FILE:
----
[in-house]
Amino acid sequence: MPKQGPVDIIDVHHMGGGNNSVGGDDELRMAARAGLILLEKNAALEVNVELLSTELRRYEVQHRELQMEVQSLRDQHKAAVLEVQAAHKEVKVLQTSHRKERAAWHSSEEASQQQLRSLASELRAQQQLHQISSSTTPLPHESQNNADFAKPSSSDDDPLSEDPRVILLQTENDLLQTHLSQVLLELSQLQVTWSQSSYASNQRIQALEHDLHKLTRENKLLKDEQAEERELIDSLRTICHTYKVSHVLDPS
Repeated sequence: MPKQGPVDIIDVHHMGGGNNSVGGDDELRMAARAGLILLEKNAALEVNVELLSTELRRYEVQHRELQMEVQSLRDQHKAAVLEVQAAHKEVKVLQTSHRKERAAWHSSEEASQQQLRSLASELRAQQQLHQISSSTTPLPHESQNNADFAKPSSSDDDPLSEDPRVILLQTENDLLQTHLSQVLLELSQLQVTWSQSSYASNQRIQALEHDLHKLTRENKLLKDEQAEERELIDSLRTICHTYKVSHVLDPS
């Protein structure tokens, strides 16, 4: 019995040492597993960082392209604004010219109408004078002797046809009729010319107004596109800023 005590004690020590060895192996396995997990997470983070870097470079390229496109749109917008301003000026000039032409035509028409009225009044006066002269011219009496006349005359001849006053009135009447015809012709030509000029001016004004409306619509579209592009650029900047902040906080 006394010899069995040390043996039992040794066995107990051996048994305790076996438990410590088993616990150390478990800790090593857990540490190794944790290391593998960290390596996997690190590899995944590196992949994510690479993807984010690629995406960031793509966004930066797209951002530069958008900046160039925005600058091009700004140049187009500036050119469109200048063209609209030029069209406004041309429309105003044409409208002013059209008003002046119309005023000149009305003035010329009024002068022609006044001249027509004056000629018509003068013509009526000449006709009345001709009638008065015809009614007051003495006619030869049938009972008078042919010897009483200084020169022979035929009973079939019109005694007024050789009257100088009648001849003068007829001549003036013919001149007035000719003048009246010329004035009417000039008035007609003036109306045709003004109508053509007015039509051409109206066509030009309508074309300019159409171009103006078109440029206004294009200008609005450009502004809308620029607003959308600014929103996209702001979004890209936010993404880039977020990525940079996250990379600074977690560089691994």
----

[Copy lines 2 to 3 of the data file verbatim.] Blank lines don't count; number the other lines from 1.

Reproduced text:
Amino acid sequence: MPKQGPVDIIDVHHMGGGNNSVGGDDELRMAARAGLILLEKNAALEVNVELLSTELRRYEVQHRELQMEVQSLRDQHKAAVLEVQAAHKEVKVLQTSHRKERAAWHSSEEASQQQLRSLASELRAQQQLHQISSSTTPLPHESQNNADFAKPSSSDDDPLSEDPRVILLQTENDLLQTHLSQVLLELSQLQVTWSQSSYASNQRIQALEHDLHKLTRENKLLKDEQAEERELIDSLRTICHTYKVSHVLDPS
Repeated sequence: MPKQGPVDIIDVHHMGGGNNSVGGDDELRMAARAGLILLEKNAALEVNVELLSTELRRYEVQHRELQMEVQSLRDQHKAAVLEVQAAHKEVKVLQTSHRKERAAWHSSEEASQQQLRSLASELRAQQQLHQISSSTTPLPHESQNNADFAKPSSSDDDPLSEDPRVILLQTENDLLQTHLSQVLLELSQLQVTWSQSSYASNQRIQALEHDLHKLTRENKLLKDEQAEERELIDSLRTICHTYKVSHVLDPS